Alternatives to Bankruptcy in Canada
For many Canadians, bankruptcy is a last resort but also an essential method of gaining debt relief and the peace of mind you deserve. It is important to know, however, that there are various alternatives to bankruptcy that should be explored before filing bankruptcy.
At Spergel, our experienced team of trustees will help to explain the different available options for overcoming unmanageable debts. In fact, we will do our best to ensure you do all you can to avoid bankruptcy.
Which bankruptcy alternatives exist?
There are a number of alternatives to bankruptcy in Canada, namely the following methods of debt relief:
- Budgeting to repay debts
- Using a debt consolidation loan to refinance debts
- Having a debt management plan for repayments
- Settling with your creditors informally
- Filing a consumer proposal to repay debts and avoid bankruptcy
Each of these bankruptcy alternatives is suitable for different situations, and of course, each form of debt relief has its own advantages and disadvantages. During your free consultation, we can help to walk you through the best options for your financial circumstances.
Alternatives to bankruptcy
The following bankruptcy alternatives are well worth exploring before committing to filing bankruptcy, and in most cases, one of the following will help bring you debt relief.
Overwhelming debts vary from person to person. For some, taking on debt management may be possible without assistance by having a budgeting plan. If you think it is possible to pay off your debts alone, this is an option worth exploring. The best approach is assessing your income against the debts you need to pay off. You can then draw up a budget with the monthly payments you will need to make over a time period. If your debts will not be paid off with reasonable monthly payments for over five years, it is worth considering another form of debt relief.
A debt consolidation loan is a loan that combines multiple separate outstanding loans into a single loan. It has the aim of simplifying debts owed, as you will have just one consolidation loan to pay off. Another key advantage of a debt consolidation loan is that in most cases, it will have a lower interest rate than most other debts. You may also be able to increase the term of the loan to gain longer to pay it off. Although anyone can apply for a debt consolidation loan, the down sides are that an interest rate will apply and not all debts may be included, depending on your lender.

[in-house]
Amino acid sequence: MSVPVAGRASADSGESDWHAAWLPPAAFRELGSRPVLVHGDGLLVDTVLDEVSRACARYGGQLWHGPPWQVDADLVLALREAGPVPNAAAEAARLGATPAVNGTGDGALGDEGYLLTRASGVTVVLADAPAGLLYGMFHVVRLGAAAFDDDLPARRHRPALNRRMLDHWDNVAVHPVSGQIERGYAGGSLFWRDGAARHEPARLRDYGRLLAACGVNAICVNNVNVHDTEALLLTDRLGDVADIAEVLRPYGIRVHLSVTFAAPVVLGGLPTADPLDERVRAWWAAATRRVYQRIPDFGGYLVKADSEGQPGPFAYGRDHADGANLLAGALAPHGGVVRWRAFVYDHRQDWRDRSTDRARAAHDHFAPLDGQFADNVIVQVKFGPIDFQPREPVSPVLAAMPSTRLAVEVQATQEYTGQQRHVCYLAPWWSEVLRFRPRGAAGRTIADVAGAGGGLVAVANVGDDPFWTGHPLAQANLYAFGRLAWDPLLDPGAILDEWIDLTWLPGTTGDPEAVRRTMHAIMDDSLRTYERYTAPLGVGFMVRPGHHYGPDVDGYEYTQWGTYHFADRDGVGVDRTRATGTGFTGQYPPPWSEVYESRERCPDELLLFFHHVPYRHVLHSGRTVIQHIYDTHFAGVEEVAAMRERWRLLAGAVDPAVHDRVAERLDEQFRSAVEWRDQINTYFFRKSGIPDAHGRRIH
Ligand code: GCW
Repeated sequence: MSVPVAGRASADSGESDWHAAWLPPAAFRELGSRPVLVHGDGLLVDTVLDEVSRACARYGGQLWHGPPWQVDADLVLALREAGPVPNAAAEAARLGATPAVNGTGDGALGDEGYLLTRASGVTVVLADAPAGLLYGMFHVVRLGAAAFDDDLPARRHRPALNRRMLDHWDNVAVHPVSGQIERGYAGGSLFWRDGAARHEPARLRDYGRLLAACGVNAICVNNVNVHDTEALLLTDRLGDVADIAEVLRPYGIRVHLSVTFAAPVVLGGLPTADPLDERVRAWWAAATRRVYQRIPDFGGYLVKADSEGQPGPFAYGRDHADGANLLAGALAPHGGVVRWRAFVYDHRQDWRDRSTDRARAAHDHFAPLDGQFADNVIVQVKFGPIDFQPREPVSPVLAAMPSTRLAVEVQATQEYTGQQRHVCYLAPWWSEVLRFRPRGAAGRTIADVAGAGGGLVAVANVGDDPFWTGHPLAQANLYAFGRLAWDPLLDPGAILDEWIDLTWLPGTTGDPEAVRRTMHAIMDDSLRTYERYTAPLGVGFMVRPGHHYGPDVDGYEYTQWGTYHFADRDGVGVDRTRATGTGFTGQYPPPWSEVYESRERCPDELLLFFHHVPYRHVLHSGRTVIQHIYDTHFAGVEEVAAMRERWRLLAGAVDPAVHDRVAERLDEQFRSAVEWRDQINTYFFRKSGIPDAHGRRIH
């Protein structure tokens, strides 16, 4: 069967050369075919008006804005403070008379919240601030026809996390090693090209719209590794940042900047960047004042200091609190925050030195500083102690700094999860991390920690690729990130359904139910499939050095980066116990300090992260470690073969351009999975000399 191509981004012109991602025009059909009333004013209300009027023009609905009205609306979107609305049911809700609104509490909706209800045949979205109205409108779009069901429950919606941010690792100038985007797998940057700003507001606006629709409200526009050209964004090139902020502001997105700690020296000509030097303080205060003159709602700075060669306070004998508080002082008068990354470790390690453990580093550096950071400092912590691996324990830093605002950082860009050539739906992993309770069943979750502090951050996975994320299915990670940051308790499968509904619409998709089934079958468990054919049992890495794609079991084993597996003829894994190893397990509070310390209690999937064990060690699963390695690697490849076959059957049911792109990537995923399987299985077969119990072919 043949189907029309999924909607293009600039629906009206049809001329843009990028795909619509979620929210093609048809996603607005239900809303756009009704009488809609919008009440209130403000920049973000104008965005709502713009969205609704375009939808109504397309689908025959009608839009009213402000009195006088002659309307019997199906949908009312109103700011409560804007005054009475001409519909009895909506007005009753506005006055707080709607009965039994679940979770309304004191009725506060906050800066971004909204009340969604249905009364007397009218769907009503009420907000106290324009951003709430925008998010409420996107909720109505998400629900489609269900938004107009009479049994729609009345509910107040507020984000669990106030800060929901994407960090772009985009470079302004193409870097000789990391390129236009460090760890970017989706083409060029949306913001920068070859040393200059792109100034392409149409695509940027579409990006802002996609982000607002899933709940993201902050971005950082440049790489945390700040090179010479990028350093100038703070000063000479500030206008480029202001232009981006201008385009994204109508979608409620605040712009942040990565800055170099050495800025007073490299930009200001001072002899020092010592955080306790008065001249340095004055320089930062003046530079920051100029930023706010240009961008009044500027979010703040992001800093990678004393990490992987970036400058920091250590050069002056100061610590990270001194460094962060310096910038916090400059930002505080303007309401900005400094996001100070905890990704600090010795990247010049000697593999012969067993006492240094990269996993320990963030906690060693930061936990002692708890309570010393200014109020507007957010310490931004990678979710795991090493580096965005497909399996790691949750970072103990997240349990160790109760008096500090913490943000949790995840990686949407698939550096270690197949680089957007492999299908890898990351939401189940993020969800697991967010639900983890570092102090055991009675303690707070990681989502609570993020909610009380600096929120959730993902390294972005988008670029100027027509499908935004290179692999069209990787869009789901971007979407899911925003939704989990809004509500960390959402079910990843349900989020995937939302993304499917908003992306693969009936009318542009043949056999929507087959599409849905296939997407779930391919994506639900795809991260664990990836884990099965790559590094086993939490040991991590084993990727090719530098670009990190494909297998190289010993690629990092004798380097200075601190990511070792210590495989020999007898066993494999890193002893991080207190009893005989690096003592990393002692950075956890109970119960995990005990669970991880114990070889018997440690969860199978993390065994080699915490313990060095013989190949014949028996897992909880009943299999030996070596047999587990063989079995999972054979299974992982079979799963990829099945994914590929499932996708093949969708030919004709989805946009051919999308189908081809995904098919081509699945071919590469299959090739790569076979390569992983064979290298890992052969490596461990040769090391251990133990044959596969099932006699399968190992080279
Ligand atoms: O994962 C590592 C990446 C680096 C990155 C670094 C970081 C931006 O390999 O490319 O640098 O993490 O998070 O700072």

Debt management plans
A debt management plan is a bankruptcy alternative that consolidates your monthly debt payments without the requirement for a new loan. They can be filed through a credit counselling organization, and are ideal for those looking to consolidate smaller debts. Debt management plans are a good option if you struggle with poor credit and would find it difficult to obtain a low-interest debt consolidation loan through a regular lender. While it is possible to get a low interest rate with a debt management plan, you will not receive debt relief like you would when filing bankruptcy as you are still required to pay off your debts in full.
If your debts are relatively small, informal debt settlement with your creditors may be a worthy alternative to bankruptcy. This method of debt relief is particularly effective if you have been struggling with your debts for a while, and if they were taken out some time ago. In this scenario, it could be possible to reduce the amount of debt you owe your creditors.
Filing a consumer proposal is a common method of avoiding bankruptcy. A consumer proposal is an interest-free repayment option with various benefits. It brings about a stay of proceedings which protects you from creditors; you may keep your assets; and it can reduce the debt you owe by up to 80%. It is important to note that a Licensed Insolvency Trustee is required for filing a consumer proposal. They will be able to negotiate with your creditors and usually gain a very low settlement for you. This is often because creditors would rather receive some payment rather than less when filing bankruptcy. Learn more about filing a consumer proposal.